Fast Five Quiz: Hypertrophic Cardiomyopathy

Jamshid Shirani, MD


April 13, 2022

The clinical course for patients with HCM is highly variable. While some patients remain asymptomatic with little need for treatment, others exhibit progressive disease requiring more aggressive treatment to improve morbidity and mortality. Pharmacological therapy is administered to patients with the goal of alleviating symptoms of exertional dyspnea, palpitation, and angina. Both beta-blockers and calcium channels blockers improve exertional dyspnea and chest pain. Invasive treatment, such as surgical myectomy, is indicated in patients with an LVOT gradient of 50 mmHg who remain symptomatic despite optimal medical therapy.

Since the introduction of genetic testing, over 2000 pathogenic variants in at least 11 genes encoding cardiac sarcomere proteins have been identified in association with this disease. Despite these data, owing to genetic heterogeneity, it has been well established that mutations do not reliably predict outcomes, and it is not recommended as a guide to management. However, genetic testing plays an important role in family screening.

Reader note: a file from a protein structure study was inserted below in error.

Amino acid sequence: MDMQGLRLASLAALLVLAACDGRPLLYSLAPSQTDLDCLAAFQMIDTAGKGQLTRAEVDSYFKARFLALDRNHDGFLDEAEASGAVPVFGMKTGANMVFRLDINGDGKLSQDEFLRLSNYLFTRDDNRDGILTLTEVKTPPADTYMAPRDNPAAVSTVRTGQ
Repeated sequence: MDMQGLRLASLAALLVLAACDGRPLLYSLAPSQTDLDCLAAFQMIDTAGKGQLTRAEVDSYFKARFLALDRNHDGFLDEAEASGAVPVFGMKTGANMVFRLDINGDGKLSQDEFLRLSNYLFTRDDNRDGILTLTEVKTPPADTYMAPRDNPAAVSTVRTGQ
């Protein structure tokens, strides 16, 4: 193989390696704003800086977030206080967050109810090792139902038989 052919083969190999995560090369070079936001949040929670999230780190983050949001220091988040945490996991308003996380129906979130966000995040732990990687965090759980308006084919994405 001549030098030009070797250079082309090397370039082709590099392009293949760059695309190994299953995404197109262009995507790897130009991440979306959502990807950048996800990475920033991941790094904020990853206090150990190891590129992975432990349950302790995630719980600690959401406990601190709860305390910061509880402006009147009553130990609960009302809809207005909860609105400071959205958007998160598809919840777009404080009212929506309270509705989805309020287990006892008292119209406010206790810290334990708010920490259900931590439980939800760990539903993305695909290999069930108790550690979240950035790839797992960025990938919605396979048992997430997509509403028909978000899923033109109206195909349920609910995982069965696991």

Depending on the severity and progression of symptoms, patients diagnosed with HCM should avoid high-intensity activity. Nonstrenuous activity is not a risk factor for sudden cardiac death.

Learn more about HCM.

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